For an investment of $500, Bette’s ads brought her enormous publicity, but not all of it was positive. Her associates knew of her sometimes sardonic sense of humor, and saw the ad as vintage Davis cheek. But others were stunned by what they perceived as a washed-up former great begging for work. The truth lay somewhere in between, and Bette’s comments at the time reflected both sides. “The ad was tongue-in-cheek,” she told the press, “but it was a deep dig as well. My career was not in jeopardy; if I was truly unemployed, I could never have taken the advertisement.”
Four days later, Bette spoke to the Hollywood Women’s Press Club, and admitted that she had placed a lot of stock in the advertisement: “I have flung down the gauntlet.… I am back with a vengeance.… I may fail in my attempts to regain my place in the sun, but I do ask for the chance to prove whether I can or can’t.”
Less than a month later, her prospects looked good. Baby Jane was previewed at the Pantages Theatre in Hollywood, and Boxoffice Magazine sensed a phenomenon in the making. The picture, their critic thought, was “a memorable movie-going event… the applause was so tremendous at times it was difficult to hear the dialogue. Both actresses give nothing less than Oscar-winning performances.” Word spread that Baby Jane was a stunning comeback for both these movie legends, and when a second screening was held in New York, the crush of fans was so thick that it took Joan Crawford thirty minutes to get from the theater lobby to her car.
What Ever Happened to Baby Jane? opened on November 6 in a national saturation booking. Overnight, the picture became a sensation, the movie everyone had to see. The film earned back its production cost in just eleven days, catapulting Joan and Bette back to the top of the heap—and back in the money as well.
While audiences—especially young viewers—loved the movie, it sparked fierce controversy among some critics whose memories of Bette and Joan were locked into Dark Victory and Mildred Pierce. The reviews ran the gamut from raves to harsh put-downs.
“Baby Jane is one of the best shockers since Psycho,” Harrison Carroll wrote in the Los Angeles Herald-Examiner. “Robert Aldrich has extracted the utmost in shudders from this tense thriller. It makes the flesh crawl.” For Saturday Review, Arthur Knight raved that “Baby Jane achieves its goal with something breathlessly close to perfection. It is a shocker, and at the same time a superb showcase for two of Hollywood’s most accomplished actresses. Scenes that in lesser hands would verge on the ludicrous simply crackle with tension—or, as in the shots of Miss Davis dancing raptly on a crowded beach, they are filled with unbearable pathos.”
Most of the naysayers were concentrated in New York. The Daily News gave it just two and a half stars out of a possible four and questioned the taste and judgment of Davis and Crawford for accepting such an “unworthy” vehicle. Bosley Crowther in The New York Times labeled Bette and Joan “a couple of formidable freaks” and added that the picture “…does not afford either the opportunity to do more than wear grotesque costumes, make up to look like witches and chew the scenery to shreds.”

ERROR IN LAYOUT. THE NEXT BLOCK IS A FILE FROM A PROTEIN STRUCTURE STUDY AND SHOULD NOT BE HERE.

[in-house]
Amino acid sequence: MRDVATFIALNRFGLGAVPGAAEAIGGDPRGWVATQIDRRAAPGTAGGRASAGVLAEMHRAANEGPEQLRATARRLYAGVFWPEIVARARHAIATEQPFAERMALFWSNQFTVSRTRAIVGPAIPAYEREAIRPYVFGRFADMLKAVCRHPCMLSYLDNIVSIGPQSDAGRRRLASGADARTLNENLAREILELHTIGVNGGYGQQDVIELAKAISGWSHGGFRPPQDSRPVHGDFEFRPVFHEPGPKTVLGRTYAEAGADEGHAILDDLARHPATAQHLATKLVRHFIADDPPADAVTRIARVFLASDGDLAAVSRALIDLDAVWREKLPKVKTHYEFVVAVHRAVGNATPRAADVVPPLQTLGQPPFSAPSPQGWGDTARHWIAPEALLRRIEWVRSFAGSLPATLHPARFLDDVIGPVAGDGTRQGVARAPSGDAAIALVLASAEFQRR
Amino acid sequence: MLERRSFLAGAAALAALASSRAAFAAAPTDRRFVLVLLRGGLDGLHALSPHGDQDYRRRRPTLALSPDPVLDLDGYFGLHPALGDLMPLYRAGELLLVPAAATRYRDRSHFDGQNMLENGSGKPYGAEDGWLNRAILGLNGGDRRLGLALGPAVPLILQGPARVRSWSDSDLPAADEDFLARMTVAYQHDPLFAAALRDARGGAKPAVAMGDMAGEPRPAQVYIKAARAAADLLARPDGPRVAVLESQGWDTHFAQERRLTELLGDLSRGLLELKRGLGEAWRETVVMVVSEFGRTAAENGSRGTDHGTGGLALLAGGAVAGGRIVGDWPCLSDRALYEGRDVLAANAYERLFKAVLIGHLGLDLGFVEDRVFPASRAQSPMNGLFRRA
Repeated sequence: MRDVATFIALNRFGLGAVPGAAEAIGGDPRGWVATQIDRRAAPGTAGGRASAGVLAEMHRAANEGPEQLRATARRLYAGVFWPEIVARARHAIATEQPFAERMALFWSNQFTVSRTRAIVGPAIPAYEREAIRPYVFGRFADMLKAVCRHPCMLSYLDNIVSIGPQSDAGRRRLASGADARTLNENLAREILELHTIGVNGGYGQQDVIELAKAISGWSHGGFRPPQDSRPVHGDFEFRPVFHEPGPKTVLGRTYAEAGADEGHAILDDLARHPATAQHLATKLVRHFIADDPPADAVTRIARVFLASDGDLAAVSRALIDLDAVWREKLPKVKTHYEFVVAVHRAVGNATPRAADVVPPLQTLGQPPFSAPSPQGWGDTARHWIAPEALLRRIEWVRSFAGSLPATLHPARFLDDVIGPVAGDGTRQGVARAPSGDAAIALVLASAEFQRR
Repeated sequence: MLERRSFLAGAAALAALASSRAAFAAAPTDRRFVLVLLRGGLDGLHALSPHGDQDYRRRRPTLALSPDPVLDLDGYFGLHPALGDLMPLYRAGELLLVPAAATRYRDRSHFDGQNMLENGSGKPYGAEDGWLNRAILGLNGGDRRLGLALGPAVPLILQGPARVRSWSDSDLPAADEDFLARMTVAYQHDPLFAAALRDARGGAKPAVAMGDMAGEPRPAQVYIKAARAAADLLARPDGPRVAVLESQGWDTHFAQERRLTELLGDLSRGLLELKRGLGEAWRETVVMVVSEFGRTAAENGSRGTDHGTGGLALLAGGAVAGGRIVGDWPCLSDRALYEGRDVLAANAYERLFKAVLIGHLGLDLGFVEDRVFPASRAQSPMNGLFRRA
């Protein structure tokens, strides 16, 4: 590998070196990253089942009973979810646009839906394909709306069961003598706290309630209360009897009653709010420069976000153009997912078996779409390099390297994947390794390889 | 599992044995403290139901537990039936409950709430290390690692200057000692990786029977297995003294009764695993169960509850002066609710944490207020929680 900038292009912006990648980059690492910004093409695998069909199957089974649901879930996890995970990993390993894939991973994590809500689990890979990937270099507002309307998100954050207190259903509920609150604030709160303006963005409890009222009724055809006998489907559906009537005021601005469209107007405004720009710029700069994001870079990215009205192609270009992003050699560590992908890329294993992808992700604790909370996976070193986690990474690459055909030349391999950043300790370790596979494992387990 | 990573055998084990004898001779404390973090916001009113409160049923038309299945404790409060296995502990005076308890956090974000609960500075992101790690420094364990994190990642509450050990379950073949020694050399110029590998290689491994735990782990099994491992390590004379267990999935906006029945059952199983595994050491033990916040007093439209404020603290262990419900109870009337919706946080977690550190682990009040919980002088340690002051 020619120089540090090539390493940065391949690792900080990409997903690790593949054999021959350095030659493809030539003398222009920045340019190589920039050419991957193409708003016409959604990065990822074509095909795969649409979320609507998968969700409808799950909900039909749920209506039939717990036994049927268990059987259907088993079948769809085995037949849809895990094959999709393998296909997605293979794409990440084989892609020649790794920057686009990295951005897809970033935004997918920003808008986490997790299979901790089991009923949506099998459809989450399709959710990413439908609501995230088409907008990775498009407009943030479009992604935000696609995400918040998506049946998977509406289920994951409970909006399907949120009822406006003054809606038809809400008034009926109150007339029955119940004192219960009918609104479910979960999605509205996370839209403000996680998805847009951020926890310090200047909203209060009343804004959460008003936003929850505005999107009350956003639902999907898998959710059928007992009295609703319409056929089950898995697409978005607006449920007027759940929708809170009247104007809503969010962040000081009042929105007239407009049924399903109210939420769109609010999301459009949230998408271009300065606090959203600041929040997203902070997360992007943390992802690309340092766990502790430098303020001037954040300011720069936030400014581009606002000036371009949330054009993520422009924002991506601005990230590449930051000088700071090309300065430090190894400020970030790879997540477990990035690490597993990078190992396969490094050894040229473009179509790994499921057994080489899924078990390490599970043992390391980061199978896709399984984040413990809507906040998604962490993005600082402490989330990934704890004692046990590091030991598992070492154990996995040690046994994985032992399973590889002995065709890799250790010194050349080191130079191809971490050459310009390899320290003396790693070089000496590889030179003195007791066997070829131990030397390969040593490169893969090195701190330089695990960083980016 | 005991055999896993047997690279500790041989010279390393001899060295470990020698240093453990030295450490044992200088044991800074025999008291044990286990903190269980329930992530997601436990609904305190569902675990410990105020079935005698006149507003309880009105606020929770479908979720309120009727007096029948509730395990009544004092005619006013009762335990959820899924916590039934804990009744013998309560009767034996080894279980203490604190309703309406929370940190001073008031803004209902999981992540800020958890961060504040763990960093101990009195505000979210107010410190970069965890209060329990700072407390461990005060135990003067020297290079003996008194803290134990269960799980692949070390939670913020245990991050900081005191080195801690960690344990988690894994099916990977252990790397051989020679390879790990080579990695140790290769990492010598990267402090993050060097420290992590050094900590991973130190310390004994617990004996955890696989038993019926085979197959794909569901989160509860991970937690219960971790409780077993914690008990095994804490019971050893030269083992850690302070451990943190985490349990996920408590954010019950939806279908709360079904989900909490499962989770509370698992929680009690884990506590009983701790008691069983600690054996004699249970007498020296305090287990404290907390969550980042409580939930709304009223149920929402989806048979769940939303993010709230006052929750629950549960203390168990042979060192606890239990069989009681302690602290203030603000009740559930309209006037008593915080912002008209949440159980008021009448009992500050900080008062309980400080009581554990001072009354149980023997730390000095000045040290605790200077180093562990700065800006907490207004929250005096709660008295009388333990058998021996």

When B.D. saw the picture, she turned to Bette and said, “This time you’ve gone too far, Mother.” But at least one of Bette’s associates thought she wasn’t acting at all. Her former secretary, Bridget Price, told Virginia Conroy after she saw the film that this was “the true Bette—screaming, laughing hysterically and generally being as bawdy as possible.”
The most perceptive of the critics was Andrew Sarris in Movie magazine, who predicted, “Like Psycho, Baby Jane seems destined to be seen and not honored.” The comparison was apt. While Baby Jane wasn’t in the same league as the Hitchcock classic of two years earlier, both films had been crafted on a limited budget by a sure-handed director who wasn’t afraid to limn some delicious moments of black humor out of a gothic horror story. Both films broke box-office records even as they polarized the critics.
Where Baby Jane differed most from the story-driven, delicately acted Psycho was in the staggeringly over-the-top performance of Bette Davis. With her face caked with chalky-white makeup, her eyes ringed in heavy black mascara, her wig a frowsy mass of ringlets, Bette attacked the role of Jane Hudson with all the strength, courage, vigor, and abandon that only a cinematic artist of her genius could muster. Sloppy, bellicose, and bitchy, she slouches defiantly through the first few scenes in a flatfooted walk she told a friend she modeled on her sister Bobby’s. In many ways her Jane is not unlike what the Mildred Rogers of Of Human Bondage might have turned into had she lived long enough.
Bette delineates Jane’s mercurial emotional shifts with acuity. She is a vile harridan one moment, a simpering, terrified child the next. Hateful, she nonetheless evokes real sympathy when she sees her haggard, grotesque face come into sharp focus in the mirror—perhaps for the first time—in the midst of one of her pathetic vaudeville flashbacks.
Crawford’s performance, far subtler, is outstanding as well, especially considering what a passive victim Blanche must have seemed on paper. Her almost masculine face and keenly expressive eyes give Blanche an inner strength that would have been missing with most other actresses and that makes her growing dependence on Jane all the more pathetic. As one critic observed, Joan’s performance provided “the eye of the hurricane” around which Bette stormed. One actress was fire and wind and fury, the other granite. Together they created an unforgettable team.